As coronavirus cases across America continue to surge, tribal leaders are taking dramatic steps to ensure the safety of their people and those they serve.
The coronavirus continues to wreak social and economic havoc in Indian County, with tribes curtailing their operations as the first cases are confirmed in their communities.
A Native woman-owned counseling firm with offices in three tribal communities is expanding its reach.
Two state senators in Nebraska, including the first and only Native lawmaker, are working to create greater awareness of Indigenous issues, culture and history.
As Americans, it is indeed important to remember the role tribes and their leaders have played in our collective history.
Forced out of his people's homelands by the United States, Ponca Chief Standing Bear ended up becoming one of America’s greatest civil rights leaders.
A statue of Ponca Chief Standing Bear will be on display for years to come, and I encourage Nebraskans to look for it when they next visit the U.S. Capitol.
Bills addressing the sovereign rights of tribes, aging Indian schools and the history of Ponca people are moving forward on Capitol Hill.
The Cheyenne River Sioux Tribe is sending a strong but simple message to the developers of the Keystone XL Pipeline.
As a light rain turned the soil beneath their feet soft, water protectors and farmers stepped forward from a long line and dropped corn seeds on Ponca land in Nebraska.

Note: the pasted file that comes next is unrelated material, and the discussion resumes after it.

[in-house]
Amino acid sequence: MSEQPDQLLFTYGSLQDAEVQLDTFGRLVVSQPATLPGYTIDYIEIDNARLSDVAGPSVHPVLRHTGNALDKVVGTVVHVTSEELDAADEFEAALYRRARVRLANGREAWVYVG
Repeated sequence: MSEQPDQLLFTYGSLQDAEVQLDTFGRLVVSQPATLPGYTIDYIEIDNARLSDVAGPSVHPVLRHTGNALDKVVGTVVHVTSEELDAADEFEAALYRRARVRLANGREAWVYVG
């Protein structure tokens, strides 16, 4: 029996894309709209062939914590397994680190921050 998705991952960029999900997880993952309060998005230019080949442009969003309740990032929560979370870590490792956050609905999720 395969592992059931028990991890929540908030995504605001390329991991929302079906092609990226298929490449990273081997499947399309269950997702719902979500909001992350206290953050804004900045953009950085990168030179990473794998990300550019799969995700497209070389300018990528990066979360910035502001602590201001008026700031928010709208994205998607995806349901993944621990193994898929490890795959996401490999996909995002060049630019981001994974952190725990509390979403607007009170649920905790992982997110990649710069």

Resistance to the Keystone XL Pipeline continues on ancestral tribal land in Nebraska.
A bill that recognizes the removal and resilience of the Ponca people is seeing movement in the 116th Congress.
Two weeks into a disaster, tribal communities are still feeling the effects of heavy snowfall and historic flooding.
Tribal communities in Nebraska and South Dakota continue to deal with the effects of unprecedented flooding.
The Santee Sioux Tribe, hit hard by flooding, needs bottled water and baby supplies, Chairman Roger Trudell said as additional donations flowed to the reservation.
In the wake of unprecedented flooding, the Santee Sioux Tribe is seeking donations of bottled water and baby supplies, even as it continues to make repairs to damaged infrastructure.
Native activists are celebrating after a judge blocked certain pre-construction activities on the Keystone XL Pipeline, including work on controversial man camps that are linked to crimes against Native women.
Chief Standing Bear is once again watching over his people in Nebraska.
The Keystone XL Pipeline comes within 25 miles of the burial site of Standing Bear, a famed leader of the Ponca Tribe.
Construction-related activities show the Keystone XL Pipeline is closer to becoming a reality despite opposition in Indian Country.
For the fifth year, farmers, friends, family and Native people planted Ponca sacred corn in the path of the Keystone XL Pipeline.
The Special Diabetes Program for Indians is poised to see another day thanks to new developments on Capitol Hill.
The Ponca Tribe is moving forward with a $26 million health, governmental, cultural and community complex in Omaha, Nebraska.
The recent federal government shutdown exposed shortcomings within the Indian health care system, including the vulnerability of tribal health care programs.
The Canadian firm behind the Keystone XL Pipeline remains committed to the controversial project amid opposition in Indian Country.
The Ponca Tribe's Fred LeRoy Health and Wellness Center is poised for a big move in Omaha, Nebraska.